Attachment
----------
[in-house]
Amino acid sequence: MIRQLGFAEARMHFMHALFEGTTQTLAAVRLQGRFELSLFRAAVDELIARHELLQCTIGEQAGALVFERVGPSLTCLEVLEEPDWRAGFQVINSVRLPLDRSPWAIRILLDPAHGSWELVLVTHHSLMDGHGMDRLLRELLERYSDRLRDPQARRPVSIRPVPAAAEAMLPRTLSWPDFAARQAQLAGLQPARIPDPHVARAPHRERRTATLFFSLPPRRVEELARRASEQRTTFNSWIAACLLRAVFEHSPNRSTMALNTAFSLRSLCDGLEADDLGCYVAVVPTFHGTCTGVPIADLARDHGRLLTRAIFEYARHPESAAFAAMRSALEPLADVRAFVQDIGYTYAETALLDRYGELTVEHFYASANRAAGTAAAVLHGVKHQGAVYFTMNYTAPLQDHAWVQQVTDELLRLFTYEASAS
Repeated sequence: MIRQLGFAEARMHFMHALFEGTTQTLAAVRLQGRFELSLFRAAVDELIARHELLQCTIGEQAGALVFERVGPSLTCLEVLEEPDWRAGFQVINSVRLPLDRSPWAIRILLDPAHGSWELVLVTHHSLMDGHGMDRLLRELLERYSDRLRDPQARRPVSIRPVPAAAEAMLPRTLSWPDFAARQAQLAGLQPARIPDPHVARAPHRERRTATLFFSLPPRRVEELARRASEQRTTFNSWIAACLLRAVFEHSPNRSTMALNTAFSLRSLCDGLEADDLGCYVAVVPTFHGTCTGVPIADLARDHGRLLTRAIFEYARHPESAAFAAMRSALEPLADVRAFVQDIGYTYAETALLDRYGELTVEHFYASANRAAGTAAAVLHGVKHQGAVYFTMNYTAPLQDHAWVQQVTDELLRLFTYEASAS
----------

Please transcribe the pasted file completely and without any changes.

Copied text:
[in-house]
Amino acid sequence: MIRQLGFAEARMHFMHALFEGTTQTLAAVRLQGRFELSLFRAAVDELIARHELLQCTIGEQAGALVFERVGPSLTCLEVLEEPDWRAGFQVINSVRLPLDRSPWAIRILLDPAHGSWELVLVTHHSLMDGHGMDRLLRELLERYSDRLRDPQARRPVSIRPVPAAAEAMLPRTLSWPDFAARQAQLAGLQPARIPDPHVARAPHRERRTATLFFSLPPRRVEELARRASEQRTTFNSWIAACLLRAVFEHSPNRSTMALNTAFSLRSLCDGLEADDLGCYVAVVPTFHGTCTGVPIADLARDHGRLLTRAIFEYARHPESAAFAAMRSALEPLADVRAFVQDIGYTYAETALLDRYGELTVEHFYASANRAAGTAAAVLHGVKHQGAVYFTMNYTAPLQDHAWVQQVTDELLRLFTYEASAS
Repeated sequence: MIRQLGFAEARMHFMHALFEGTTQTLAAVRLQGRFELSLFRAAVDELIARHELLQCTIGEQAGALVFERVGPSLTCLEVLEEPDWRAGFQVINSVRLPLDRSPWAIRILLDPAHGSWELVLVTHHSLMDGHGMDRLLRELLERYSDRLRDPQARRPVSIRPVPAAAEAMLPRTLSWPDFAARQAQLAGLQPARIPDPHVARAPHRERRTATLFFSLPPRRVEELARRASEQRTTFNSWIAACLLRAVFEHSPNRSTMALNTAFSLRSLCDGLEADDLGCYVAVVPTFHGTCTGVPIADLARDHGRLLTRAIFEYARHPESAAFAAMRSALEPLADVRAFVQDIGYTYAETALLDRYGELTVEHFYASANRAAGTAAAVLHGVKHQGAVYFTMNYTAPLQDHAWVQQVTDELLRLFTYEASAS